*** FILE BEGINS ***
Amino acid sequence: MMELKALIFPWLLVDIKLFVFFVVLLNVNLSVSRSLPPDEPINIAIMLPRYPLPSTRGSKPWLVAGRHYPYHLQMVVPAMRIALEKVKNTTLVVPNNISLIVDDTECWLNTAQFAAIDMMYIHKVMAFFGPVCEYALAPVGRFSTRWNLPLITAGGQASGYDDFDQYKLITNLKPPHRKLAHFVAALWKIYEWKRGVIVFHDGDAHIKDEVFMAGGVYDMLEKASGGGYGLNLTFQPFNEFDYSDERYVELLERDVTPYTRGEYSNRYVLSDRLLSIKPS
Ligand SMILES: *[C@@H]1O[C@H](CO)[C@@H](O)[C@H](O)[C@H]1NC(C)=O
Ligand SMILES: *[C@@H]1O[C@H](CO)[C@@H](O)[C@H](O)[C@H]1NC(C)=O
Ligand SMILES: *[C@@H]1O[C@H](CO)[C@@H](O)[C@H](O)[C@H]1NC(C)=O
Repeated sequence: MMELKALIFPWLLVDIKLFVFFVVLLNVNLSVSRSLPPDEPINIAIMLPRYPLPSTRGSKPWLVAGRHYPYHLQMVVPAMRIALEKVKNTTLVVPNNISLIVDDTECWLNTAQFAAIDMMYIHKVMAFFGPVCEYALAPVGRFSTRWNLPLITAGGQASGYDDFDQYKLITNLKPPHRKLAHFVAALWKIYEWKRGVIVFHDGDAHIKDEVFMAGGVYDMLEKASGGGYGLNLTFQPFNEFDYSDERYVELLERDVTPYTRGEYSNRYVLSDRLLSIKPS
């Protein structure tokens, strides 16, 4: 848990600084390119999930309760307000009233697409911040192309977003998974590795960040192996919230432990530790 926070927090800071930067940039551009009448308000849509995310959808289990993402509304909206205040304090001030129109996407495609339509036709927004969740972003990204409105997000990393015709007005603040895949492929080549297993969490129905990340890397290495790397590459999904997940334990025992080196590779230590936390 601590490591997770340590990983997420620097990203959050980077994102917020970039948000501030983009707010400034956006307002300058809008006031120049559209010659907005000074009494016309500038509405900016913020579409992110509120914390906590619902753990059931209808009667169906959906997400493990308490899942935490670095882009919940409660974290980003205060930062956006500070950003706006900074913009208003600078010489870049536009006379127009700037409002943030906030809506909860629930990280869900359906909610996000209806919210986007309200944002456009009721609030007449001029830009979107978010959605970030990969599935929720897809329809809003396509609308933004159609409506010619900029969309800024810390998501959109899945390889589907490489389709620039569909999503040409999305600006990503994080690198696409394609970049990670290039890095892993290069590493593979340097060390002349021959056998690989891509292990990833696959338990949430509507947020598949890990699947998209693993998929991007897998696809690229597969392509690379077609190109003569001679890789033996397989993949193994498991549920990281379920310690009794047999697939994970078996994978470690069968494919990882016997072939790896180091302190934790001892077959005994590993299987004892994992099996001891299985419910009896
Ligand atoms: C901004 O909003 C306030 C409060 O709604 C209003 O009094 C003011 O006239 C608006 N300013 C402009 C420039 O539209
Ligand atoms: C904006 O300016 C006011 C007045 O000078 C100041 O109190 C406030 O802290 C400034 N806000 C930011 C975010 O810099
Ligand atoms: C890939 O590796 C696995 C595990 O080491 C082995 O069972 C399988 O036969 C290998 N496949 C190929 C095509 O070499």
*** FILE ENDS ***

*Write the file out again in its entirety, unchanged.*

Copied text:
Amino acid sequence: MMELKALIFPWLLVDIKLFVFFVVLLNVNLSVSRSLPPDEPINIAIMLPRYPLPSTRGSKPWLVAGRHYPYHLQMVVPAMRIALEKVKNTTLVVPNNISLIVDDTECWLNTAQFAAIDMMYIHKVMAFFGPVCEYALAPVGRFSTRWNLPLITAGGQASGYDDFDQYKLITNLKPPHRKLAHFVAALWKIYEWKRGVIVFHDGDAHIKDEVFMAGGVYDMLEKASGGGYGLNLTFQPFNEFDYSDERYVELLERDVTPYTRGEYSNRYVLSDRLLSIKPS
Ligand SMILES: *[C@@H]1O[C@H](CO)[C@@H](O)[C@H](O)[C@H]1NC(C)=O
Ligand SMILES: *[C@@H]1O[C@H](CO)[C@@H](O)[C@H](O)[C@H]1NC(C)=O
Ligand SMILES: *[C@@H]1O[C@H](CO)[C@@H](O)[C@H](O)[C@H]1NC(C)=O
Repeated sequence: MMELKALIFPWLLVDIKLFVFFVVLLNVNLSVSRSLPPDEPINIAIMLPRYPLPSTRGSKPWLVAGRHYPYHLQMVVPAMRIALEKVKNTTLVVPNNISLIVDDTECWLNTAQFAAIDMMYIHKVMAFFGPVCEYALAPVGRFSTRWNLPLITAGGQASGYDDFDQYKLITNLKPPHRKLAHFVAALWKIYEWKRGVIVFHDGDAHIKDEVFMAGGVYDMLEKASGGGYGLNLTFQPFNEFDYSDERYVELLERDVTPYTRGEYSNRYVLSDRLLSIKPS
């Protein structure tokens, strides 16, 4: 848990600084390119999930309760307000009233697409911040192309977003998974590795960040192996919230432990530790 926070927090800071930067940039551009009448308000849509995310959808289990993402509304909206205040304090001030129109996407495609339509036709927004969740972003990204409105997000990393015709007005603040895949492929080549297993969490129905990340890397290495790397590459999904997940334990025992080196590779230590936390 601590490591997770340590990983997420620097990203959050980077994102917020970039948000501030983009707010400034956006307002300058809008006031120049559209010659907005000074009494016309500038509405900016913020579409992110509120914390906590619902753990059931209808009667169906959906997400493990308490899942935490670095882009919940409660974290980003205060930062956006500070950003706006900074913009208003600078010489870049536009006379127009700037409002943030906030809506909860629930990280869900359906909610996000209806919210986007309200944002456009009721609030007449001029830009979107978010959605970030990969599935929720897809329809809003396509609308933004159609409506010619900029969309800024810390998501959109899945390889589907490489389709620039569909999503040409999305600006990503994080690198696409394609970049990670290039890095892993290069590493593979340097060390002349021959056998690989891509292990990833696959338990949430509507947020598949890990699947998209693993998929991007897998696809690229597969392509690379077609190109003569001679890789033996397989993949193994498991549920990281379920310690009794047999697939994970078996994978470690069968494919990882016997072939790896180091302190934790001892077959005994590993299987004892994992099996001891299985419910009896
Ligand atoms: C901004 O909003 C306030 C409060 O709604 C209003 O009094 C003011 O006239 C608006 N300013 C402009 C420039 O539209
Ligand atoms: C904006 O300016 C006011 C007045 O000078 C100041 O109190 C406030 O802290 C400034 N806000 C930011 C975010 O810099
Ligand atoms: C890939 O590796 C696995 C595990 O080491 C082995 O069972 C399988 O036969 C290998 N496949 C190929 C095509 O070499």